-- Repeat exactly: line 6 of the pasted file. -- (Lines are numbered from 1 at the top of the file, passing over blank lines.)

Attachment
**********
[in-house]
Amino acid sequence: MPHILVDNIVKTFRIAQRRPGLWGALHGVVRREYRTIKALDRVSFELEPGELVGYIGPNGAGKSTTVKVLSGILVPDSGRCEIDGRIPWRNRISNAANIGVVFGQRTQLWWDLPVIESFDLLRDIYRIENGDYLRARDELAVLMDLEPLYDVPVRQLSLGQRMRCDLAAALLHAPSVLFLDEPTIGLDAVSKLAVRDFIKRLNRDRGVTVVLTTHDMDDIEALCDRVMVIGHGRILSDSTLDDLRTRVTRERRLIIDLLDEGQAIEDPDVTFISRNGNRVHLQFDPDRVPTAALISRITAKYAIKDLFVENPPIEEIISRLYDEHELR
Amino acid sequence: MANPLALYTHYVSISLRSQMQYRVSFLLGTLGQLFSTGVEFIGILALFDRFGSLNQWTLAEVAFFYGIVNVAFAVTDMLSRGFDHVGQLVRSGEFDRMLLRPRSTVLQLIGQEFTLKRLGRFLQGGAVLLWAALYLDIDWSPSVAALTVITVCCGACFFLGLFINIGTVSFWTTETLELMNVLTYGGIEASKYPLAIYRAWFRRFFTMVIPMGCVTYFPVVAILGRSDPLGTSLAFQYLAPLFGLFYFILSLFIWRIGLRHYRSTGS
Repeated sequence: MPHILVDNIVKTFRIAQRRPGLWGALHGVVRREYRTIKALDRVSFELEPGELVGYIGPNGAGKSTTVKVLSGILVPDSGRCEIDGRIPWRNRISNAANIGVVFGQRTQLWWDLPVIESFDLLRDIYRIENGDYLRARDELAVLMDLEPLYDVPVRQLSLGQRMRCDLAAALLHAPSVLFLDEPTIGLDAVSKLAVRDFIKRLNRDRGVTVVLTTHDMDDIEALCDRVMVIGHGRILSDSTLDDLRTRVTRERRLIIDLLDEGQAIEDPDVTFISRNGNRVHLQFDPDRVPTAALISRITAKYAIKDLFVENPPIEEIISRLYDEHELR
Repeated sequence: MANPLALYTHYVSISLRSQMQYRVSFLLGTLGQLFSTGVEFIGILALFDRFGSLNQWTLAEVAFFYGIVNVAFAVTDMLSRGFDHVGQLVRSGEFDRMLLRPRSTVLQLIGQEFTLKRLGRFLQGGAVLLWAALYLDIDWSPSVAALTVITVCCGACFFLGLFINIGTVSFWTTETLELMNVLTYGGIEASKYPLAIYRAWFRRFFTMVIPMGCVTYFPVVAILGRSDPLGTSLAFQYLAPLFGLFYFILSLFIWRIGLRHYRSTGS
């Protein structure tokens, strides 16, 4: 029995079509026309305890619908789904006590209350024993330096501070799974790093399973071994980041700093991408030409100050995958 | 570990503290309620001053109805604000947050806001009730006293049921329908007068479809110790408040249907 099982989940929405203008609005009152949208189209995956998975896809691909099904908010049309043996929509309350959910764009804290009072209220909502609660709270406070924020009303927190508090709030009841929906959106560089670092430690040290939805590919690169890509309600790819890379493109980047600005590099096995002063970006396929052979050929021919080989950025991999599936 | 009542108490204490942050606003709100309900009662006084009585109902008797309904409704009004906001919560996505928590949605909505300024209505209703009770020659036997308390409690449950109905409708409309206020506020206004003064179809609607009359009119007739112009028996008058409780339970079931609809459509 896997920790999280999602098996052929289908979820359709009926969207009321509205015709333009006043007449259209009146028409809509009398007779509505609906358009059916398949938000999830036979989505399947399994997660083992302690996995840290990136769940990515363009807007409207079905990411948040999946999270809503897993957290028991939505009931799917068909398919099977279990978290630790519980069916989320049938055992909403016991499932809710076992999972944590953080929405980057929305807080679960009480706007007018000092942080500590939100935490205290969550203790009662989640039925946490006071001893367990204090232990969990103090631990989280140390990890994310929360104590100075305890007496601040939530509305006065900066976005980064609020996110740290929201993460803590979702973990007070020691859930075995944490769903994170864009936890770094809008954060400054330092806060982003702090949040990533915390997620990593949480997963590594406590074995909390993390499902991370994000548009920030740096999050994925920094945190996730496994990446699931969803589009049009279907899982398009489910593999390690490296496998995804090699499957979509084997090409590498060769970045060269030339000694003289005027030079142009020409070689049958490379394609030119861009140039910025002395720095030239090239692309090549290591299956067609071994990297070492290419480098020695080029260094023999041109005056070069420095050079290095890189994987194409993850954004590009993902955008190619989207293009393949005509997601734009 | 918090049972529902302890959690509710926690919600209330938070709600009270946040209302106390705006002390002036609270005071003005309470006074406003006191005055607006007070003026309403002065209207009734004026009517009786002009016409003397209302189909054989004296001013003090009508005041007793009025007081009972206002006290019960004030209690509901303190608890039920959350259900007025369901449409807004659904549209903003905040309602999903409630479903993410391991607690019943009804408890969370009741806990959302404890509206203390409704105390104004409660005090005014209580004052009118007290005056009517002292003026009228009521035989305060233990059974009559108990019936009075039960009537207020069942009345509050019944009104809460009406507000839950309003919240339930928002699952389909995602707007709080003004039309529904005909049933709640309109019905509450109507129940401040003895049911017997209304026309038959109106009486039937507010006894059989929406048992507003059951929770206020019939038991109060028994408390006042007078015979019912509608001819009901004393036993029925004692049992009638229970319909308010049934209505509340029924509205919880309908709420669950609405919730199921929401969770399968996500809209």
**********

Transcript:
């Protein structure tokens, strides 16, 4: 029995079509026309305890619908789904006590209350024993330096501070799974790093399973071994980041700093991408030409100050995958 | 570990503290309620001053109805604000947050806001009730006293049921329908007068479809110790408040249907 099982989940929405203008609005009152949208189209995956998975896809691909099904908010049309043996929509309350959910764009804290009072209220909502609660709270406070924020009303927190508090709030009841929906959106560089670092430690040290939805590919690169890509309600790819890379493109980047600005590099096995002063970006396929052979050929021919080989950025991999599936 | 009542108490204490942050606003709100309900009662006084009585109902008797309904409704009004906001919560996505928590949605909505300024209505209703009770020659036997308390409690449950109905409708409309206020506020206004003064179809609607009359009119007739112009028996008058409780339970079931609809459509 896997920790999280999602098996052929289908979820359709009926969207009321509205015709333009006043007449259209009146028409809509009398007779509505609906358009059916398949938000999830036979989505399947399994997660083992302690996995840290990136769940990515363009807007409207079905990411948040999946999270809503897993957290028991939505009931799917068909398919099977279990978290630790519980069916989320049938055992909403016991499932809710076992999972944590953080929405980057929305807080679960009480706007007018000092942080500590939100935490205290969550203790009662989640039925946490006071001893367990204090232990969990103090631990989280140390990890994310929360104590100075305890007496601040939530509305006065900066976005980064609020996110740290929201993460803590979702973990007070020691859930075995944490769903994170864009936890770094809008954060400054330092806060982003702090949040990533915390997620990593949480997963590594406590074995909390993390499902991370994000548009920030740096999050994925920094945190996730496994990446699931969803589009049009279907899982398009489910593999390690490296496998995804090699499957979509084997090409590498060769970045060269030339000694003289005027030079142009020409070689049958490379394609030119861009140039910025002395720095030239090239692309090549290591299956067609071994990297070492290419480098020695080029260094023999041109005056070069420095050079290095890189994987194409993850954004590009993902955008190619989207293009393949005509997601734009 | 918090049972529902302890959690509710926690919600209330938070709600009270946040209302106390705006002390002036609270005071003005309470006074406003006191005055607006007070003026309403002065209207009734004026009517009786002009016409003397209302189909054989004296001013003090009508005041007793009025007081009972206002006290019960004030209690509901303190608890039920959350259900007025369901449409807004659904549209903003905040309602999903409630479903993410391991607690019943009804408890969370009741806990959302404890509206203390409704105390104004409660005090005014209580004052009118007290005056009517002292003026009228009521035989305060233990059974009559108990019936009075039960009537207020069942009345509050019944009104809460009406507000839950309003919240339930928002699952389909995602707007709080003004039309529904005909049933709640309109019905509450109507129940401040003895049911017997209304026309038959109106009486039937507010006894059989929406048992507003059951929770206020019939038991109060028994408390006042007078015979019912509608001819009901004393036993029925004692049992009638229970319909308010049934209505509340029924509205919880309908709420669950609405919730199921929401969770399968996500809209």